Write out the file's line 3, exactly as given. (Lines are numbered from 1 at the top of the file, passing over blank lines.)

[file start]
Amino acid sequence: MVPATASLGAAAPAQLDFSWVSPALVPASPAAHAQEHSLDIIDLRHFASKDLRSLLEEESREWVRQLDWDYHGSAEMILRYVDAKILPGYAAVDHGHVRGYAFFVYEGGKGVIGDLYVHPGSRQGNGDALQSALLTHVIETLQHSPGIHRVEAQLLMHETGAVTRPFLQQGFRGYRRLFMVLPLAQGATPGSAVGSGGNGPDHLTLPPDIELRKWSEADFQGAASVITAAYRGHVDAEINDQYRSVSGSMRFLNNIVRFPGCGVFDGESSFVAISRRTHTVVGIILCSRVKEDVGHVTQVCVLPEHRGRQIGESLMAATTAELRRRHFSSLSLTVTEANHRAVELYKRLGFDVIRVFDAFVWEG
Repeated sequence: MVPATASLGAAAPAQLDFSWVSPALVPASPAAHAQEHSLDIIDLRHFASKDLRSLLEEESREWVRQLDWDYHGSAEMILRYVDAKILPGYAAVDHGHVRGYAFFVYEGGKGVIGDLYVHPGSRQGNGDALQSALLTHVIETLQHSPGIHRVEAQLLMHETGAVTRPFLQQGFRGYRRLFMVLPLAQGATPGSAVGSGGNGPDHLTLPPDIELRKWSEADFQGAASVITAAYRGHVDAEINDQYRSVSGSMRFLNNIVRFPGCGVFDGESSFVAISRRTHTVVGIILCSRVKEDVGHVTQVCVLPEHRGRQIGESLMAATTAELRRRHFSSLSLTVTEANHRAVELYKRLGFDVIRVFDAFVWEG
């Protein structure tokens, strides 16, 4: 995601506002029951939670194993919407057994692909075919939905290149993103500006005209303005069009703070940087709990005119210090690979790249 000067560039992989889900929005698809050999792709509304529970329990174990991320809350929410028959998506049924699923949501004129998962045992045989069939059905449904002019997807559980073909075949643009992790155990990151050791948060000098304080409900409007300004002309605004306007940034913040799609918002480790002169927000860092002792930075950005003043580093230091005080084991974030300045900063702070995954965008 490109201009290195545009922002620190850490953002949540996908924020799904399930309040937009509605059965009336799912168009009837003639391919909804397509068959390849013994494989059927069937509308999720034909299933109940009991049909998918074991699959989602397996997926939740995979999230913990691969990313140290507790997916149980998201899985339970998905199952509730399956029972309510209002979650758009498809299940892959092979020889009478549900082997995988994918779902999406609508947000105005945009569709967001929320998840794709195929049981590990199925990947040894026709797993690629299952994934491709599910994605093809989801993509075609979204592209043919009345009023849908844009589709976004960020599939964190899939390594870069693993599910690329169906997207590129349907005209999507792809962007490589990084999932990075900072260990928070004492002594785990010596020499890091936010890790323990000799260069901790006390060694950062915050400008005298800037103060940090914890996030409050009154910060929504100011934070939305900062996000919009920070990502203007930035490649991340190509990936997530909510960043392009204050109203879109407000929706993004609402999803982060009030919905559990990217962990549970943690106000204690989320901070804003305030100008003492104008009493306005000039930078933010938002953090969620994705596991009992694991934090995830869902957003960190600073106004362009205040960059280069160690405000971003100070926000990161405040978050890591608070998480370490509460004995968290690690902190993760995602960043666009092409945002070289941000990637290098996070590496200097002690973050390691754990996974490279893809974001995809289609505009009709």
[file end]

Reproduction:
């Protein structure tokens, strides 16, 4: 995601506002029951939670194993919407057994692909075919939905290149993103500006005209303005069009703070940087709990005119210090690979790249 000067560039992989889900929005698809050999792709509304529970329990174990991320809350929410028959998506049924699923949501004129998962045992045989069939059905449904002019997807559980073909075949643009992790155990990151050791948060000098304080409900409007300004002309605004306007940034913040799609918002480790002169927000860092002792930075950005003043580093230091005080084991974030300045900063702070995954965008 490109201009290195545009922002620190850490953002949540996908924020799904399930309040937009509605059965009336799912168009009837003639391919909804397509068959390849013994494989059927069937509308999720034909299933109940009991049909998918074991699959989602397996997926939740995979999230913990691969990313140290507790997916149980998201899985339970998905199952509730399956029972309510209002979650758009498809299940892959092979020889009478549900082997995988994918779902999406609508947000105005945009569709967001929320998840794709195929049981590990199925990947040894026709797993690629299952994934491709599910994605093809989801993509075609979204592209043919009345009023849908844009589709976004960020599939964190899939390594870069693993599910690329169906997207590129349907005209999507792809962007490589990084999932990075900072260990928070004492002594785990010596020499890091936010890790323990000799260069901790006390060694950062915050400008005298800037103060940090914890996030409050009154910060929504100011934070939305900062996000919009920070990502203007930035490649991340190509990936997530909510960043392009204050109203879109407000929706993004609402999803982060009030919905559990990217962990549970943690106000204690989320901070804003305030100008003492104008009493306005000039930078933010938002953090969620994705596991009992694991934090995830869902957003960190600073106004362009205040960059280069160690405000971003100070926000990161405040978050890591608070998480370490509460004995968290690690902190993760995602960043666009092409945002070289941000990637290098996070590496200097002690973050390691754990996974490279893809974001995809289609505009009709």